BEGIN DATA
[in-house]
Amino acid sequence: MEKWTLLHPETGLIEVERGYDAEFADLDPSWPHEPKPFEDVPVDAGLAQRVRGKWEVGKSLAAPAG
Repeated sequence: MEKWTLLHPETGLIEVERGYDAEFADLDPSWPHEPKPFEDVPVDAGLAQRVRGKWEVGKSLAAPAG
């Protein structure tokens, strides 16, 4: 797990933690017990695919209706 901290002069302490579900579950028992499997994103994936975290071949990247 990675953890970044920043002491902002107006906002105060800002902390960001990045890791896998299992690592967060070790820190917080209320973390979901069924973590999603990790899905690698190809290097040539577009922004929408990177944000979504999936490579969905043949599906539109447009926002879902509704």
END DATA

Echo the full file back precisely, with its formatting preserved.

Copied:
[in-house]
Amino acid sequence: MEKWTLLHPETGLIEVERGYDAEFADLDPSWPHEPKPFEDVPVDAGLAQRVRGKWEVGKSLAAPAG
Repeated sequence: MEKWTLLHPETGLIEVERGYDAEFADLDPSWPHEPKPFEDVPVDAGLAQRVRGKWEVGKSLAAPAG
């Protein structure tokens, strides 16, 4: 797990933690017990695919209706 901290002069302490579900579950028992499997994103994936975290071949990247 990675953890970044920043002491902002107006906002105060800002902390960001990045890791896998299992690592967060070790820190917080209320973390979901069924973590999603990790899905690698190809290097040539577009922004929408990177944000979504999936490579969905043949599906539109447009926002879902509704």